We also improved support for the Mercurial version control system and now, for example, you can enable mercurial extensions only in the repositories where they are required. Previously you had to to edit global mercurial configs on the server and agents, which was inflexible and could lead to performance problems: we know it from our own experience here at JetBrains: the ReSharper team is using the largefiles extension which in our case used to slow down the hg pull command significantly in repositories. After removing the largefiles extension, collecting changes time reduced to a few seconds compared to 10 minutes before.
This is by far not all – see our Release Notes for the complete list of the features and fixes in this new EAP version.
Download the build to try it in your test environment and remember that your feedback is most welcome and greatly appreciated!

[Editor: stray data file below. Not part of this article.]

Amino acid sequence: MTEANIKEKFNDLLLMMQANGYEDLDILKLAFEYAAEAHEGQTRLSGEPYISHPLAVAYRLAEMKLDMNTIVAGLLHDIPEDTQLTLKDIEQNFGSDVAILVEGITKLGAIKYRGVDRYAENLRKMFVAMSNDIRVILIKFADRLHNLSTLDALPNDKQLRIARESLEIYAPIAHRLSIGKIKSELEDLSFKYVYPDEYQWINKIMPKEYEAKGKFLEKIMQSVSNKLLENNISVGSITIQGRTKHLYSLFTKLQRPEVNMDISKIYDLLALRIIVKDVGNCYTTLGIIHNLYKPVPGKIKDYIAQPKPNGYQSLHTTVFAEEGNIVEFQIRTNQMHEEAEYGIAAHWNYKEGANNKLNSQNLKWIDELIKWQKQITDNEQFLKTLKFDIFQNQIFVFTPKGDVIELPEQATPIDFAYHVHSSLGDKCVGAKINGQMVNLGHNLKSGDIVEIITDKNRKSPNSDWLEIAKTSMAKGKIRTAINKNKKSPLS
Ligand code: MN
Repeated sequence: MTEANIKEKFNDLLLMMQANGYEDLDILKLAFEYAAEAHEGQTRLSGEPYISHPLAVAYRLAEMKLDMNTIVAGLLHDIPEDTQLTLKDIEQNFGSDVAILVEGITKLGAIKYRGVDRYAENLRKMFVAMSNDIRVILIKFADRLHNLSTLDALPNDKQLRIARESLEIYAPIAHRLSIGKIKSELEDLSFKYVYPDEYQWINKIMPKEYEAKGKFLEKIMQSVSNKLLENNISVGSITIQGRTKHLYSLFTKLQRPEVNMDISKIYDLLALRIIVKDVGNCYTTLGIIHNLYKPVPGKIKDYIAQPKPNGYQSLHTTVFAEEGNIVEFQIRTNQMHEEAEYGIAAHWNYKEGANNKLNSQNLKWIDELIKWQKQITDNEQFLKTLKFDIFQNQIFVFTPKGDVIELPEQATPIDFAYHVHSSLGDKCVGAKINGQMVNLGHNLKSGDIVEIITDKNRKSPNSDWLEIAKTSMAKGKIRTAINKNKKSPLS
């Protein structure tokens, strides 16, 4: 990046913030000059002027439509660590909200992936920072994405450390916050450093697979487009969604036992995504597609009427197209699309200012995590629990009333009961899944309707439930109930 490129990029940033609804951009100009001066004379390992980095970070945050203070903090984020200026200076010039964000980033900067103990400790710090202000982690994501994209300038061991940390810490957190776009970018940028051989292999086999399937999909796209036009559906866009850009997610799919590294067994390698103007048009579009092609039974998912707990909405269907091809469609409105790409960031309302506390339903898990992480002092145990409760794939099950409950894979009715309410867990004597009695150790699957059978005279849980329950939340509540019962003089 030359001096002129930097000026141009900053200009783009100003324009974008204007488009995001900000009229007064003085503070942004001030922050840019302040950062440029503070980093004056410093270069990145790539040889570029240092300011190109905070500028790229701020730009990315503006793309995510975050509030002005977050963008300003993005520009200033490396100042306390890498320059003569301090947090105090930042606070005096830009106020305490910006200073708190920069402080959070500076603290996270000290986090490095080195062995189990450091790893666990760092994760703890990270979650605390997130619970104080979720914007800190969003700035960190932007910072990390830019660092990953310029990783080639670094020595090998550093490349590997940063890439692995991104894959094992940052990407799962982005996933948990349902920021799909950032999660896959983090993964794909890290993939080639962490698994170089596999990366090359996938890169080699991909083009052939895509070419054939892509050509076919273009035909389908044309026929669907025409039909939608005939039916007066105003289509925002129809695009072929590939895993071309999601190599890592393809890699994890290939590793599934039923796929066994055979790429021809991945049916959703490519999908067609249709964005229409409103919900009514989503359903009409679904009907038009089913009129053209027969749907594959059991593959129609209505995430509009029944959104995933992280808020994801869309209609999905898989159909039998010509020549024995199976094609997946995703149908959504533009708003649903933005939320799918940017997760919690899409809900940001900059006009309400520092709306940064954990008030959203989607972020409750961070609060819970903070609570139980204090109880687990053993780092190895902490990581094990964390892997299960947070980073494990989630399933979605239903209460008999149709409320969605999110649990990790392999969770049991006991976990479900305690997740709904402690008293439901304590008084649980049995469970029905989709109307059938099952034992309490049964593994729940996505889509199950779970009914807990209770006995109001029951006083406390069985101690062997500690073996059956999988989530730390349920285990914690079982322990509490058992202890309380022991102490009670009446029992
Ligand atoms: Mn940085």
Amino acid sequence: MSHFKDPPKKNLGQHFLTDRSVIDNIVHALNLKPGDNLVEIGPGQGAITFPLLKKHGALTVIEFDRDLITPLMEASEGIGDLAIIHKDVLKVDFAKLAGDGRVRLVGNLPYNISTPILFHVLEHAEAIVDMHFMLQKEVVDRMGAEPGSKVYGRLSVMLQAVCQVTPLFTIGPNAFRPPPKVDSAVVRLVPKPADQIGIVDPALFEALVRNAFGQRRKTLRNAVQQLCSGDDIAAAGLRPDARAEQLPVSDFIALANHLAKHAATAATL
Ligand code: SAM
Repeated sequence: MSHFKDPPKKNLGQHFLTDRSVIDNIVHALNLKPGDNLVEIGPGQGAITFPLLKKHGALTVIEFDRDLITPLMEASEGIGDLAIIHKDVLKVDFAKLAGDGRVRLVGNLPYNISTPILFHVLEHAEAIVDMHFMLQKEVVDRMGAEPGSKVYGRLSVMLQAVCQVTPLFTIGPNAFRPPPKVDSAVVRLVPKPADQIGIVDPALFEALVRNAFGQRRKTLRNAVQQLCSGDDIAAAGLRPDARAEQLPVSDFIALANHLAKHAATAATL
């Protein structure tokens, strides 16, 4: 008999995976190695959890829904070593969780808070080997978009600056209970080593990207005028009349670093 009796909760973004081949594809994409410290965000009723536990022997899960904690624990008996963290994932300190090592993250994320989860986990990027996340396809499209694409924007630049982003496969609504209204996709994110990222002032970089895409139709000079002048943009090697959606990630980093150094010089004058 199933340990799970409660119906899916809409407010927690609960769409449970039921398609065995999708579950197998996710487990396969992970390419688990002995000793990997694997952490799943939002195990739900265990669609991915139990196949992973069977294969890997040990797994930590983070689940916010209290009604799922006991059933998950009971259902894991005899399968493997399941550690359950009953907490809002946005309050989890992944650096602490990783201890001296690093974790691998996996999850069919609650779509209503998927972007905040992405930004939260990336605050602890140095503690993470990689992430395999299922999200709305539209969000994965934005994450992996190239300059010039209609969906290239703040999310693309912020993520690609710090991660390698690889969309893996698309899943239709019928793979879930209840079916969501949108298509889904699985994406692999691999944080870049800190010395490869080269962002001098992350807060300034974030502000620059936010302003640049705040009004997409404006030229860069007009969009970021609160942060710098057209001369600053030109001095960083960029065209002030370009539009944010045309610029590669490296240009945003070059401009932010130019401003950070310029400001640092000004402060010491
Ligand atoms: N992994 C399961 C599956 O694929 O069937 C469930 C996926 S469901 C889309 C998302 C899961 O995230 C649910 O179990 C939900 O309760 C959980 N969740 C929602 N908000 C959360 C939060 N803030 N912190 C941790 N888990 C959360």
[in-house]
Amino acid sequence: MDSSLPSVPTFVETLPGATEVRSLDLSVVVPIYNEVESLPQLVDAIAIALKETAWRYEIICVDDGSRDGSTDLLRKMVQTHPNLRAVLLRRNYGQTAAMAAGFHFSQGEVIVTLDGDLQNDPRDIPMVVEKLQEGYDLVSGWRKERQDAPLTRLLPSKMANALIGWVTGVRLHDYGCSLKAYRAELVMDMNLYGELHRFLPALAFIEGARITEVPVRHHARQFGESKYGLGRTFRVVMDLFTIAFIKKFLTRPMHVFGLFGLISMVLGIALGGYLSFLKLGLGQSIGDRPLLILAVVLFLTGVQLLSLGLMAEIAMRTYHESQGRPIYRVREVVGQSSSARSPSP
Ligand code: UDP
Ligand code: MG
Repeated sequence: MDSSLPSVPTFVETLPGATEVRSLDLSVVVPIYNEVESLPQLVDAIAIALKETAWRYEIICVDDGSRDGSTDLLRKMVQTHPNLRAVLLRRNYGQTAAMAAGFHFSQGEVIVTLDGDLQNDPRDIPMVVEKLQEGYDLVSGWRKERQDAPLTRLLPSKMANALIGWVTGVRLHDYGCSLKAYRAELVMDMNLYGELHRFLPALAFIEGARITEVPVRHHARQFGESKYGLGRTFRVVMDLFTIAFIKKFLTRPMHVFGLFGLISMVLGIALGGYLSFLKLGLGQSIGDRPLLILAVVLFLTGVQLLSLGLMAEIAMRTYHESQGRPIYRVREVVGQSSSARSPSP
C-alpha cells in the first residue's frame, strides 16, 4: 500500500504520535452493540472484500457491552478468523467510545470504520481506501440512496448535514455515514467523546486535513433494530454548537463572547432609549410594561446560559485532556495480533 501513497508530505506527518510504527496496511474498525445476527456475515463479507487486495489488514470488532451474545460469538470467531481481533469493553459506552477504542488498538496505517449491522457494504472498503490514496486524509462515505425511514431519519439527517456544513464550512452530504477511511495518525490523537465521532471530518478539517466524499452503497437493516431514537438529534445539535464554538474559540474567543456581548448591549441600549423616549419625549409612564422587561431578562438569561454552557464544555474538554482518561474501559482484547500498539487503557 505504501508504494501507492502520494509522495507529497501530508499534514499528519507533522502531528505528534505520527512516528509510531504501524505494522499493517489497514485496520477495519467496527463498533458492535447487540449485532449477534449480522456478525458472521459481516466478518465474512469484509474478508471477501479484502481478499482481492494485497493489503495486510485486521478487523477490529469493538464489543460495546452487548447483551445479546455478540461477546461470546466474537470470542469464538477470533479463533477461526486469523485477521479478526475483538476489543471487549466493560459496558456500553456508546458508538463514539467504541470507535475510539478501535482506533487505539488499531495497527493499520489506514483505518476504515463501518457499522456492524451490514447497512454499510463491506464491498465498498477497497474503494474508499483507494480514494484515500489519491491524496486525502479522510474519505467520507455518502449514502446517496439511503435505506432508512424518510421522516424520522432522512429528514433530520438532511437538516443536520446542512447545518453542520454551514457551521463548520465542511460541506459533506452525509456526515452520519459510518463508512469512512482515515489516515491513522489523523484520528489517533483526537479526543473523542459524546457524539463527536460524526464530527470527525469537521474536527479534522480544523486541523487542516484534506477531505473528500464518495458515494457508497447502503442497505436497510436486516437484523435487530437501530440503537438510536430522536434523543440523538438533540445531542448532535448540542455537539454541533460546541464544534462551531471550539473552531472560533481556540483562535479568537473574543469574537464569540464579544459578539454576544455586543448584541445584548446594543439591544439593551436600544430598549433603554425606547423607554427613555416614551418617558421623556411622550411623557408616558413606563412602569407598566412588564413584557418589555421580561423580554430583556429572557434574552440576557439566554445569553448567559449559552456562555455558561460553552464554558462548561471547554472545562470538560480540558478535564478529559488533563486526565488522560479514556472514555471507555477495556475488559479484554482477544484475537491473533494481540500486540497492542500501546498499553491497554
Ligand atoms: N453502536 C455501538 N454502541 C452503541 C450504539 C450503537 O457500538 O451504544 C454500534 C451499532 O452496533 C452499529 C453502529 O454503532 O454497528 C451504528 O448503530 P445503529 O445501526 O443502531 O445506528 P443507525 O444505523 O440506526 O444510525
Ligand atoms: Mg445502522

Many teams are working with Visual Studio Online (VSO), a hosted Team Foundation Server that provides source control and issue tracking as a cloud service. While VSO comes with a build server as well, lots of developers prefer to use TeamCity for their continuous integration story because of its advanced features to automatically run builds for feature branches, automatic merge and many others.
TeamCity supports building projects that are hosted on Visual Studio Online, the only thing we have to do is add a VCS root to our build configurations. Depending on the version control system used for the project (Git or Team Foundation Version Control – TFVC), this will be slightly different. Let’s have a look at our options.
Enabling alternate credentials